There was a bit of talk about horses for courses among the Scott Week presentations, since bikes that may work well in one area of the world, might not be ideal in others. The horse analogy may have continued in the naming of Scott’s new fat bike, but instead of Mr. Ed, meet Big Ed. We expected to see a number of impressively light, super capable mountain bikes among Scott’s 2015 offerings, but a fat bike? That was surprising.
Fortunately for Scott, being new to the fat bike scene means that they are able to jump right in with a RockShox Bluto equipped bike. Built with suspension corrected geometry and modern axle sizes, Big Ed looks like it will be another popular option in the world of fat bikes.
Designed around the 80mm rims with 4″ Kenda Juggernaut tires, Big Ed still has plenty of clearance. We know the Bluto is capable of clearing 4.8″ rubber on 80mm rims, so it’s safe to assume the rear should be as well. Front axle spacing is 150mm with a 15mm TA for the Bluto, but the rear sticks with a standard quick release at 190mm wide.
Big Ed is the first fat bike we’ve seen to use the RockShox Bluto with a remote lock out which functions just like their other forks.
Down below you’ll find what looks to be a brand new option from e13 – a press fit 121mm bottom bracket option for their TRS fat bike double. It also looks as if the crank itself has received some updates with a more rounded profile near the spindle. On fat bikes, the 121mm press fit bottom brackets accept the same cranks as the standard 100mm threaded.
Speced with a 2×10 SRAM drive train, Big Ed sees a mix of X7 and X9 components. The front derailleur uses a clamp style mount with a high direct mount adapter. Other component highlights include a Syncros cockpit complete with 35mm bar and stem.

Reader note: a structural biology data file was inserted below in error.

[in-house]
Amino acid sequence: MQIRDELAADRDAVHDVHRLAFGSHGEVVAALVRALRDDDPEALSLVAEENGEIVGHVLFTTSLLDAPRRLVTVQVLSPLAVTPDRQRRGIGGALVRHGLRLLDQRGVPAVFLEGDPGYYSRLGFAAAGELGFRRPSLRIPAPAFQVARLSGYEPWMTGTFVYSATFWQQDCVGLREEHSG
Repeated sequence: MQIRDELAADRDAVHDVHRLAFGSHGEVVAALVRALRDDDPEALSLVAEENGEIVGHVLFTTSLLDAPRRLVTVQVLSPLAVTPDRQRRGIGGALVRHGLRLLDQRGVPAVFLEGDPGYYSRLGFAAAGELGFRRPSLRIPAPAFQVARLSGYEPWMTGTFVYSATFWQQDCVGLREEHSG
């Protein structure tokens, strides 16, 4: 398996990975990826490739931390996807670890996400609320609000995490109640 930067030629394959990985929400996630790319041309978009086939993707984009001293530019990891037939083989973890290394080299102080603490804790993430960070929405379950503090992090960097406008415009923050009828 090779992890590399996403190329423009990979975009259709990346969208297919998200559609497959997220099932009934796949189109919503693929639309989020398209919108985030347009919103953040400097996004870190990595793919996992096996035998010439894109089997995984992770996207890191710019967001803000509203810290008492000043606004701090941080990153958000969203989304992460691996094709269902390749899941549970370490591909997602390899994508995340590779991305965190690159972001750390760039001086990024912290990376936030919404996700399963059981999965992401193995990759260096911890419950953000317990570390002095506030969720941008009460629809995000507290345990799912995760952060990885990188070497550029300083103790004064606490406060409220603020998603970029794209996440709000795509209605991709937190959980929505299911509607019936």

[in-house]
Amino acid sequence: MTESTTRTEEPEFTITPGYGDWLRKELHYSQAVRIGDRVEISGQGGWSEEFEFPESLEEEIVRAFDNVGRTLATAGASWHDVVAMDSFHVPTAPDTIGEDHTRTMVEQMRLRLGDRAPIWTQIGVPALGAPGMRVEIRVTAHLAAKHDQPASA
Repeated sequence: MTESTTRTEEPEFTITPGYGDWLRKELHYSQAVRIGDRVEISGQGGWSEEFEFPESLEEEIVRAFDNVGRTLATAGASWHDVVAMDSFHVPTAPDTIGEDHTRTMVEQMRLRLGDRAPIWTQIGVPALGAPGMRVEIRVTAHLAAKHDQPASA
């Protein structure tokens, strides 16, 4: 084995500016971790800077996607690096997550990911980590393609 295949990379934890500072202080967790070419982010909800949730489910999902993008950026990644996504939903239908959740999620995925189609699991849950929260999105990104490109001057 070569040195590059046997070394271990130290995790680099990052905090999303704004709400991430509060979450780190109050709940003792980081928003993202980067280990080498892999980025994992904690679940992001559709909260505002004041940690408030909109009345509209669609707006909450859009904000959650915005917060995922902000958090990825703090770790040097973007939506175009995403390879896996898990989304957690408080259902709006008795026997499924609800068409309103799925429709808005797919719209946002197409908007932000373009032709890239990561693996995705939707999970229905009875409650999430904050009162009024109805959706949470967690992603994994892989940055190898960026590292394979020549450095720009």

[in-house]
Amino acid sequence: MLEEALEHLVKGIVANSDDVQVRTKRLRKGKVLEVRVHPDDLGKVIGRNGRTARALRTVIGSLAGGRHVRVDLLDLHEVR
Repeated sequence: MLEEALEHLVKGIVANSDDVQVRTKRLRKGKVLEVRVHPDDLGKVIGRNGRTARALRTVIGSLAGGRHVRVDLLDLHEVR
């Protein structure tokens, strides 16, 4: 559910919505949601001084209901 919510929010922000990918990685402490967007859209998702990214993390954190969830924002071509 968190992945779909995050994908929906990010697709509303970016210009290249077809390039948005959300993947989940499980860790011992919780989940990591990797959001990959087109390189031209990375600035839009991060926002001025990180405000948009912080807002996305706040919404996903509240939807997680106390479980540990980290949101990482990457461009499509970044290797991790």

Weighing in at 33.66 lbs (including a bottle cage), Big Ed’s weight isn’t bad considering the hydroformed aluminum frame and RockShox Bluto fork complete with remote lockout.
Out on the trails of Deer Valley, UT, fat bikes still turn heads. I got more questions, surprised looks, and smiles when cruising by on Big Ed than any other bike – which is usually par for the course with a fat bike. Fortunately, Big Ed can back up the looks with a fun ride. Our first ride on the Kenda Juggernauts proved satisfying, with plenty of grip in extremely loose corners. Much like other Bluto equipped fat bikes, Big Ed can shred with the geometry leaning towards the mountain bike end of the spectrum with shorter chainstays and longer top tube designed around shorter stems. The only possible concern is the potential for heel or calf rub on the seat stay as they are quite wide. Ideally we’d like to see a little more shape to the stays, but many riders seemed to have no issues.
Honestly, if you haven’t ridden a fat bike with the Bluto yet, it will force you to look at the bikes ina different light. Suspension makes the big bikes even more capable and fun, and Big Ed is no different. Pricing and availability is TBD.